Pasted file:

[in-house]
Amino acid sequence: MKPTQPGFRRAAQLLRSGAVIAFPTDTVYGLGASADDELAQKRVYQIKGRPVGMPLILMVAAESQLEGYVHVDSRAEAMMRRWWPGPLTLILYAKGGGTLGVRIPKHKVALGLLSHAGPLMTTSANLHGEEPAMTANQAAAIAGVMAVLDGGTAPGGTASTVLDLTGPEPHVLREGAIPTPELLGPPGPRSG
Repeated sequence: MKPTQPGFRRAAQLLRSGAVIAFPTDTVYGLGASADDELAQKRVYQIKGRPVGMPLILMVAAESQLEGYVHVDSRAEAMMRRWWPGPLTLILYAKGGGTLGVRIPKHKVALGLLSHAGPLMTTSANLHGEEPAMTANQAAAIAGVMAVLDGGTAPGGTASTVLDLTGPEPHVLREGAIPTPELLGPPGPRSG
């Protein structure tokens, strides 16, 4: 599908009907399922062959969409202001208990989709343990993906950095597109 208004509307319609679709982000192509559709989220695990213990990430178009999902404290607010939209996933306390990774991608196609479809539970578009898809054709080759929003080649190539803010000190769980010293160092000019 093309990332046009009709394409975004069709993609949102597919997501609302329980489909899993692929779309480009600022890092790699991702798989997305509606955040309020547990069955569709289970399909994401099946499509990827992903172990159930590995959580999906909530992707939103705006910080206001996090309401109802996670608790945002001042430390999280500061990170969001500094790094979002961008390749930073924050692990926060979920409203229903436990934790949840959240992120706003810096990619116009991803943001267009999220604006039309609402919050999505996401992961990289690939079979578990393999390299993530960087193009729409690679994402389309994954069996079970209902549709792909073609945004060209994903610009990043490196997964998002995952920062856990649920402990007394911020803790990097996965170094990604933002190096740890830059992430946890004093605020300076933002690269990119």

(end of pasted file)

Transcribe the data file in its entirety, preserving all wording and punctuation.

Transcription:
[in-house]
Amino acid sequence: MKPTQPGFRRAAQLLRSGAVIAFPTDTVYGLGASADDELAQKRVYQIKGRPVGMPLILMVAAESQLEGYVHVDSRAEAMMRRWWPGPLTLILYAKGGGTLGVRIPKHKVALGLLSHAGPLMTTSANLHGEEPAMTANQAAAIAGVMAVLDGGTAPGGTASTVLDLTGPEPHVLREGAIPTPELLGPPGPRSG
Repeated sequence: MKPTQPGFRRAAQLLRSGAVIAFPTDTVYGLGASADDELAQKRVYQIKGRPVGMPLILMVAAESQLEGYVHVDSRAEAMMRRWWPGPLTLILYAKGGGTLGVRIPKHKVALGLLSHAGPLMTTSANLHGEEPAMTANQAAAIAGVMAVLDGGTAPGGTASTVLDLTGPEPHVLREGAIPTPELLGPPGPRSG
């Protein structure tokens, strides 16, 4: 599908009907399922062959969409202001208990989709343990993906950095597109 208004509307319609679709982000192509559709989220695990213990990430178009999902404290607010939209996933306390990774991608196609479809539970578009898809054709080759929003080649190539803010000190769980010293160092000019 093309990332046009009709394409975004069709993609949102597919997501609302329980489909899993692929779309480009600022890092790699991702798989997305509606955040309020547990069955569709289970399909994401099946499509990827992903172990159930590995959580999906909530992707939103705006910080206001996090309401109802996670608790945002001042430390999280500061990170969001500094790094979002961008390749930073924050692990926060979920409203229903436990934790949840959240992120706003810096990619116009991803943001267009999220604006039309609402919050999505996401992961990289690939079979578990393999390299993530960087193009729409690679994402389309994954069996079970209902549709792909073609945004060209994903610009990043490196997964998002995952920062856990649920402990007394911020803790990097996965170094990604933002190096740890830059992430946890004093605020300076933002690269990119």